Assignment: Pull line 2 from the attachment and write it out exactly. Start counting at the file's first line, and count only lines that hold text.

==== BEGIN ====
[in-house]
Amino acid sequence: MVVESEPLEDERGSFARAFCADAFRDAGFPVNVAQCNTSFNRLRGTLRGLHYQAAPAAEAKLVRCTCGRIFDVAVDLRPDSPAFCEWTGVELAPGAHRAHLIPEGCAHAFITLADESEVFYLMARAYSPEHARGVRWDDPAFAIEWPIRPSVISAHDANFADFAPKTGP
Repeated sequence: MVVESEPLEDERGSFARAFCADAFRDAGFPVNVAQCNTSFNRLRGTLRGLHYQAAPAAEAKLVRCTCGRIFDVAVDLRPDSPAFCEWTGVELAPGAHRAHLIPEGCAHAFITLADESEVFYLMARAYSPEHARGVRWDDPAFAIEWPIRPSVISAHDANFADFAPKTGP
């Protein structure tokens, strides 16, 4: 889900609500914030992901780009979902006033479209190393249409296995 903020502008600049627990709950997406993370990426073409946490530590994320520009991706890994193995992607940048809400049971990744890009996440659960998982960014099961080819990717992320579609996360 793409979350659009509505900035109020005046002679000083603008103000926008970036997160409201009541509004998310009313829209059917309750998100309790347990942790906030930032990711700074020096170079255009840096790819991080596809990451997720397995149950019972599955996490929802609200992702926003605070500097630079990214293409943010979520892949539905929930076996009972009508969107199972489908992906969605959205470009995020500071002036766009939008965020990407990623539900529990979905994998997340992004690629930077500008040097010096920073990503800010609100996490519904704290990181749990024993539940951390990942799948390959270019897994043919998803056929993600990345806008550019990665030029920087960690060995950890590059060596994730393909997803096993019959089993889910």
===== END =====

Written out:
Amino acid sequence: MVVESEPLEDERGSFARAFCADAFRDAGFPVNVAQCNTSFNRLRGTLRGLHYQAAPAAEAKLVRCTCGRIFDVAVDLRPDSPAFCEWTGVELAPGAHRAHLIPEGCAHAFITLADESEVFYLMARAYSPEHARGVRWDDPAFAIEWPIRPSVISAHDANFADFAPKTGP